My online multiplayer mod for Caveblazers was released last week!
You can download it via Steam for free if you own the game.
This is a post about how that went.Continue reading
(artwork by Justin Chan)
For me it's even slightly more remarkable, as I did additional programming for this update.
This blog post outlines my involvement, changes, and answers some common questions.
As you might know, last year I made Nuclear Throne Together, which is a mod for Nuclear Throne that adds online multiplayer, fixes some bugs, improves the cooperative mode, and otherwise is very nice.
Just about this time last year, Nuclear Throne update 98 has released, which remains the most recent official update of the game.
Today I've released what is the largest update to Nuclear Throne Together to date.Continue reading
For a little while now, I was working on a new thing - a program that would allow to test GameMaker code right in your browser. It is now complete, published, and is pretty cool.
You can either check it out right now or continue reading for development details and a bunch of demonstrations of it in action.Continue reading
Game's title screen
This week a One Script Games jam was held on GameMaker forums. In short, the rules are that the entire game must be done inside a single script (function), which is then called once per frame, and must make use of built-in functions to store and process all needed information.
While potentially a little quirky, this seemed like an interesting challenge, so I made a game for it.
The result is a mini-FPS that is a mix of Doom, Quake, and a particular cue sport.
You can download it right now or read the full post for technical details.Continue reading
Have you heard of PICO-8? It's a "fantasy console" with little built-in sprite/code/level/sound/music editors and a carefully crafted spec. And (slightly changed) Lua scripting. And a web player export (example). A rather interesting option if you like working with restrictions and/or tiny pixelart.
Long story short, I've made a little Haxe compiler target that generates compact Lua code that runs on PICO-8. This post covers reasoning, some technical details, and tricks used to accomplish this.Continue reading
Let's talk about the process of making pixel fonts for a bit.
At first, it may seem like pixel/bitmap making fonts should be an easy process.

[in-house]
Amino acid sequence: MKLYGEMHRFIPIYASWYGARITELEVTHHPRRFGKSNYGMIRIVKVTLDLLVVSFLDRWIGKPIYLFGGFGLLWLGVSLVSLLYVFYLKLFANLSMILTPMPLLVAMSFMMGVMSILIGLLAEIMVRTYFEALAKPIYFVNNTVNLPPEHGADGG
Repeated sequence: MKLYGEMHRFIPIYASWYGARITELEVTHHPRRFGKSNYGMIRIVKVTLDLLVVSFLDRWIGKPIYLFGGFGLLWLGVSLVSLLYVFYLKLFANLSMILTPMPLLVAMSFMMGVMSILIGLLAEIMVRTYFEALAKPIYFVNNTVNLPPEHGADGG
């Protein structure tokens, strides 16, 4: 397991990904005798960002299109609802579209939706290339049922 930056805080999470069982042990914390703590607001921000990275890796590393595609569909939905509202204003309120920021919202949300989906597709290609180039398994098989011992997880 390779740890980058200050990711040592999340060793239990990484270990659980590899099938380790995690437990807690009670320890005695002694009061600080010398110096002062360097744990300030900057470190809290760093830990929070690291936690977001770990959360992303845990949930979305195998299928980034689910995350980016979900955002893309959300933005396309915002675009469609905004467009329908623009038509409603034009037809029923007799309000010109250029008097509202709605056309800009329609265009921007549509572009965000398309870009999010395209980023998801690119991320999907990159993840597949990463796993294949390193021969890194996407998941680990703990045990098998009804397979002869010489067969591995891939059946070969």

After all, there were lots of pixel fonts back in the day, right?
Although those were primarily raster
FON files, while vast majority of modern programs require you to supply fonts in either TrueType (TTF) or OpenType (OTF) formats, both of which generally imply vector-based representations of glyphs (symbols).
Obviously, drawing a pixel font in a vector editor is as bad of an idea as it sounds.
Fortunately, there's a bunch (more like a couple) of programs specifically made for creating pixel fonts. However, these naturally imply that you will have to [re-]draw your font in the program itself, regardless of whether the program is to your tastes or not.
At this point one may be wondering, why isn't it possible to just draw the font in the pixelart editor of your choice and have it automagically converted into an actual font.
After thinking about this for some time (while trying to find "right-looking" fonts), my patience kind of ran out, and I've decided to make such a thing.
So I've made a program that does just that - you give it an image of your font, note the letters/symbols written in it, and get a code that you can import into BitFontMaker2 to make it into an actual font. It's small, clean, and runs right in the browser. Sounds good to be true? See for yourself:
(note: if the program does not load, change HTTPS in the URL to HTTP)
Yesterday I've made an interactive mock-up of "Extra Ordinary" comic #337. I think it carries the point pretty well. A link to the comic is available from the page (view after page to avoid a micro-spoiler). This blog post, on other hand, covers a few technical/process details, just in case you're curious.Continue reading
If you've been following me on the social networks, you may already know, that for the past three months I was working on a Spelunky Classic modification called Spelunky SD. It is a pretty broad project, implementing a number of fixes and improvements to the original game, and, most importantly, adding a 2-player cooperative online game mode.
Today, I am proud to announce the first public release of this project.
And this is a blog post about my experiences.